A placebo-controlled, double-blind study of the efficacy and safety of aripiprazole in patients with acute bipolar mania.
The American journal of psychiatry
Keck PE, Marcus R, Tourkodimitris S, Ali M, Liebeskind A, Saha A, Ingenito G, ,
Biological Psychiatry Program, Department of Psychiatry, University of Cincinnati College of Medicine, PO Box 670559, Cincinnati, OH 45267-0559, USA. email@example.com
Published: Sep 2003
The authors compared the efficacy and safety of aripiprazole, a novel antipsychotic, to placebo for treatment of patients in an acute manic or mixed episode of bipolar disorder.This 3-week, multicenter, double-blind study randomly assigned 262 bipolar disorder patients in an acute manic or mixed episode to aripiprazole, 30 mg/day (reduced to 15 mg/day if needed for tolerability), or placebo. Patients remained hospitalized for at least 2 of the weeks. The primary efficacy measure was mean change from baseline in total score on the Young Mania Rating Scale; response was defined as a decrease in score of > or =50%.Aripiprazole produced statistically significant mean improvements in total score on the Young Mania Rating Scale compared with placebo (-8.2 versus -3.4, respectively) and produced a significantly higher response rate (40% versus 19%).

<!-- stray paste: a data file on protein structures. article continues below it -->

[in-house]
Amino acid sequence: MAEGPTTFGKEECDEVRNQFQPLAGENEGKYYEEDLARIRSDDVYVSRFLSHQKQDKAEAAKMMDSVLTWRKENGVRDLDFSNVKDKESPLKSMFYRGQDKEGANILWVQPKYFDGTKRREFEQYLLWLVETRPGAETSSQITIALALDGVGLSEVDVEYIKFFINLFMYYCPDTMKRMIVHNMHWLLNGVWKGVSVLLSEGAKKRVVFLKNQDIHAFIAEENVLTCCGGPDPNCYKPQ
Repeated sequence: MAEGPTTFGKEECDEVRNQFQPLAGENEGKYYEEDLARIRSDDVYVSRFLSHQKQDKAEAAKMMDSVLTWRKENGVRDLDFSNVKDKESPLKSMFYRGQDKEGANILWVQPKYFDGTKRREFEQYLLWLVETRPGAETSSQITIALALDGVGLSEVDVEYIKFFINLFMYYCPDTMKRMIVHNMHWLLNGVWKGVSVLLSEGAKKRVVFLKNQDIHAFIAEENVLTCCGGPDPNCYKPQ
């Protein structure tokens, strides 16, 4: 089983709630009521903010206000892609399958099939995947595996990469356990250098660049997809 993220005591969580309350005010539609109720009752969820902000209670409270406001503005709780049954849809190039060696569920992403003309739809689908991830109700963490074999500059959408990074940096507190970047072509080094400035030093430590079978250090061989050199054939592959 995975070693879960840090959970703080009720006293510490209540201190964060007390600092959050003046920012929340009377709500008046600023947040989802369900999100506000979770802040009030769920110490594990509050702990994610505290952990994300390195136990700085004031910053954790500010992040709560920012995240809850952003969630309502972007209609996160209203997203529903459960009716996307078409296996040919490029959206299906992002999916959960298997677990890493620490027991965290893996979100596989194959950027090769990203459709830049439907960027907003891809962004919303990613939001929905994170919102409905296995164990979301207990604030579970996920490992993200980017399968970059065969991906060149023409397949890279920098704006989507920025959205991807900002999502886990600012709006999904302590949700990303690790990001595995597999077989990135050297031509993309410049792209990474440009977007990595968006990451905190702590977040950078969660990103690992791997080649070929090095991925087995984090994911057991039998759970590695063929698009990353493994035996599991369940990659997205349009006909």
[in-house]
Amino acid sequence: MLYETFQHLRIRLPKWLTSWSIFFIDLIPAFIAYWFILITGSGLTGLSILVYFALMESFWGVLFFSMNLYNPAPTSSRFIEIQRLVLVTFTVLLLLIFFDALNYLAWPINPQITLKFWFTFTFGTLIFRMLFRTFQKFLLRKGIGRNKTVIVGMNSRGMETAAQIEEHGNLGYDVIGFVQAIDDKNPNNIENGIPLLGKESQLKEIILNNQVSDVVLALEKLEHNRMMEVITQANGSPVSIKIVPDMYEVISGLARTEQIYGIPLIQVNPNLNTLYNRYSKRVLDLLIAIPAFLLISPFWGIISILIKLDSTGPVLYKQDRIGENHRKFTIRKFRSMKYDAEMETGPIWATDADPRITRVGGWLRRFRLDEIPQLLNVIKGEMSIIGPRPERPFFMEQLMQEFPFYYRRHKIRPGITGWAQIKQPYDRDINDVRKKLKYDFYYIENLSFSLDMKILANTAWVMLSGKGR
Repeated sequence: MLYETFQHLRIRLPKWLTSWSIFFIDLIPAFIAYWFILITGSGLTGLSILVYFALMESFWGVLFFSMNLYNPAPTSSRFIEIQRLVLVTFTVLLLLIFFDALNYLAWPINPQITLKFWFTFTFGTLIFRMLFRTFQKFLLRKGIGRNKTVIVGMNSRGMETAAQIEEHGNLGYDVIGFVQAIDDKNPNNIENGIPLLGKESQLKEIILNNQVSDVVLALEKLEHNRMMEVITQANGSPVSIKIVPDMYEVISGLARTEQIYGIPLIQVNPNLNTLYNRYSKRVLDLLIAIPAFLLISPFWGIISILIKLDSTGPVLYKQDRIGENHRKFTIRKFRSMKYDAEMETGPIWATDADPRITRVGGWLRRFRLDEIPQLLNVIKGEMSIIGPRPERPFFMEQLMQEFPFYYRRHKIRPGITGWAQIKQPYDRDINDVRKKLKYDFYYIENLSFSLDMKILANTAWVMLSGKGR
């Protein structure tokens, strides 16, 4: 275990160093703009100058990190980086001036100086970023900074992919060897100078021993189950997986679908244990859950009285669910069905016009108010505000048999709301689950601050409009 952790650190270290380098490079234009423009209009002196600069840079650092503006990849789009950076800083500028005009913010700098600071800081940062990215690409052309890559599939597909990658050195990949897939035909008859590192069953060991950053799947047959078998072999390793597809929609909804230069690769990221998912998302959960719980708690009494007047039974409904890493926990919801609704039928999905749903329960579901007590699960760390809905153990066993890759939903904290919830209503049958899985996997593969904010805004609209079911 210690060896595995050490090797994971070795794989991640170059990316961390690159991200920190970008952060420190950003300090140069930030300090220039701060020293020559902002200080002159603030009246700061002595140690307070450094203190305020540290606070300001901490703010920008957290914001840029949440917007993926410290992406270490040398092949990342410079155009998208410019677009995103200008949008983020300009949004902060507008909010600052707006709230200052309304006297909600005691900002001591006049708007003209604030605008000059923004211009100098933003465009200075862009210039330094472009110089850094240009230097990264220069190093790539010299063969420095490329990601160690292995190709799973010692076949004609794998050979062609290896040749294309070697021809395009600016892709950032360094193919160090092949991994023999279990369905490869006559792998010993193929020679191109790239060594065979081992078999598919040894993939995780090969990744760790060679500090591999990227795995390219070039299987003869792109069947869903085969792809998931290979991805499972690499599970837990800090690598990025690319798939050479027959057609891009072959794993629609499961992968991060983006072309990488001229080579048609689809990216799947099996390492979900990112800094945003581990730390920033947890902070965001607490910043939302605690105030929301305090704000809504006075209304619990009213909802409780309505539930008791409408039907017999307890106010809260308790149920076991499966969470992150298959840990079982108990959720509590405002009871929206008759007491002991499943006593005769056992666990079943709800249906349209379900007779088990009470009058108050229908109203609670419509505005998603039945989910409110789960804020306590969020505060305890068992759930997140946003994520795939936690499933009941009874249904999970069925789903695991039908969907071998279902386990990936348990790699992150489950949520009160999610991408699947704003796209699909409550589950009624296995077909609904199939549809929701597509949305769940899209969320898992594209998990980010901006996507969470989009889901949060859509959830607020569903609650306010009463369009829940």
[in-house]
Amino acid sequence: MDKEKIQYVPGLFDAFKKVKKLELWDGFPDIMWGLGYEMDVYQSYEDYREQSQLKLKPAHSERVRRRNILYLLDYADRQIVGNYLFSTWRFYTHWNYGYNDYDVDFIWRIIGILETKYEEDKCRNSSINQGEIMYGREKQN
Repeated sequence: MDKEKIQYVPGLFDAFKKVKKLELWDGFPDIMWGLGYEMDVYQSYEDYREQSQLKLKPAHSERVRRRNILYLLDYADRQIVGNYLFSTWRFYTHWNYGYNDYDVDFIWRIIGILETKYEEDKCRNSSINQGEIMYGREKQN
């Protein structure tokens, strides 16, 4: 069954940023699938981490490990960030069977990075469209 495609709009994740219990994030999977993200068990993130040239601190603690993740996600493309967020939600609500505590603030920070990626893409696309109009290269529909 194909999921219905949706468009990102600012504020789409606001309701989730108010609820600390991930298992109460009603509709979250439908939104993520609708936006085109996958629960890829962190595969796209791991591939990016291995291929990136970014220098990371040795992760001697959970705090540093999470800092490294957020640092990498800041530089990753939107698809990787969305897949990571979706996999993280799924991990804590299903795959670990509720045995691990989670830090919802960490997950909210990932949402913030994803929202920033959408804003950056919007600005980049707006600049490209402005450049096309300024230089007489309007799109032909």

For key efficacy variables (response per Young Mania Rating Scale; Clinical Global Impression-Bipolar Version scores for severity of illness [mania] and change from preceding phase [mania]), aripiprazole separated from placebo by day 4. The completion rate was significantly higher with aripiprazole than with placebo (42% versus 21%). Discontinuations due to adverse events did not differ significantly between the aripiprazole and placebo groups.
There were no significant changes in body weight versus placebo, and aripiprazole was not associated with elevated serum prolactin or QTc prolongation.Aripiprazole had significantly greater efficacy than placebo for the treatment of bipolar disorder patients in acute manic or mixed episodes and was safe and well tolerated in this randomized controlled trial.